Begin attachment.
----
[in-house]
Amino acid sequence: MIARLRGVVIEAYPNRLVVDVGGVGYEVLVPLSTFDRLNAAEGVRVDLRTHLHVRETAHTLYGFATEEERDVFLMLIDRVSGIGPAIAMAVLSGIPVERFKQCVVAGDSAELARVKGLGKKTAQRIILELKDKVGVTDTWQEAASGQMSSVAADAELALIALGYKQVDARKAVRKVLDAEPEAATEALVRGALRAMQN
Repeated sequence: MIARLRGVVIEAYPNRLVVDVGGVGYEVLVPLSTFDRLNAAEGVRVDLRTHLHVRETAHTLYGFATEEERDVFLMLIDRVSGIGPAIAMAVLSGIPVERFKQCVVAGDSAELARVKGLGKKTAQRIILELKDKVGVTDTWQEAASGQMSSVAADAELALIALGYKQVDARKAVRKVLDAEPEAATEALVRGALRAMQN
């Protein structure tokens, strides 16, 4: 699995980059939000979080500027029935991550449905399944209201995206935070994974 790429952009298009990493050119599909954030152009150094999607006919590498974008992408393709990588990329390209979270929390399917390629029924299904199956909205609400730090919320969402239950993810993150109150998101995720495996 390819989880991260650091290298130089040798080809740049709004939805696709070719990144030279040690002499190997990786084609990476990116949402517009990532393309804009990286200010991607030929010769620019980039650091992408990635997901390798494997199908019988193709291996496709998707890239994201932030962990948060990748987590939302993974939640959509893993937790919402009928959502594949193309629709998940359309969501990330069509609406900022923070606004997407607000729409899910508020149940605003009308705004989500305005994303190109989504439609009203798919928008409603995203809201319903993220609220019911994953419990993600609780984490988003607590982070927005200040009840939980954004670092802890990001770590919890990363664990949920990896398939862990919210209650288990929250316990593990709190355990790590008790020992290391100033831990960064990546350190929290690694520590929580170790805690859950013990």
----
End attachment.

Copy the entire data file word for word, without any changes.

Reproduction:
[in-house]
Amino acid sequence: MIARLRGVVIEAYPNRLVVDVGGVGYEVLVPLSTFDRLNAAEGVRVDLRTHLHVRETAHTLYGFATEEERDVFLMLIDRVSGIGPAIAMAVLSGIPVERFKQCVVAGDSAELARVKGLGKKTAQRIILELKDKVGVTDTWQEAASGQMSSVAADAELALIALGYKQVDARKAVRKVLDAEPEAATEALVRGALRAMQN
Repeated sequence: MIARLRGVVIEAYPNRLVVDVGGVGYEVLVPLSTFDRLNAAEGVRVDLRTHLHVRETAHTLYGFATEEERDVFLMLIDRVSGIGPAIAMAVLSGIPVERFKQCVVAGDSAELARVKGLGKKTAQRIILELKDKVGVTDTWQEAASGQMSSVAADAELALIALGYKQVDARKAVRKVLDAEPEAATEALVRGALRAMQN
């Protein structure tokens, strides 16, 4: 699995980059939000979080500027029935991550449905399944209201995206935070994974 790429952009298009990493050119599909954030152009150094999607006919590498974008992408393709990588990329390209979270929390399917390629029924299904199956909205609400730090919320969402239950993810993150109150998101995720495996 390819989880991260650091290298130089040798080809740049709004939805696709070719990144030279040690002499190997990786084609990476990116949402517009990532393309804009990286200010991607030929010769620019980039650091992408990635997901390798494997199908019988193709291996496709998707890239994201932030962990948060990748987590939302993974939640959509893993937790919402009928959502594949193309629709998940359309969501990330069509609406900022923070606004997407607000729409899910508020149940605003009308705004989500305005994303190109989504439609009203798919928008409603995203809201319903993220609220019911994953419990993600609780984490988003607590982070927005200040009840939980954004670092802890990001770590919890990363664990949920990896398939862990919210209650288990929250316990593990709190355990790590008790020992290391100033831990960064990546350190929290690694520590929580170790805690859950013990």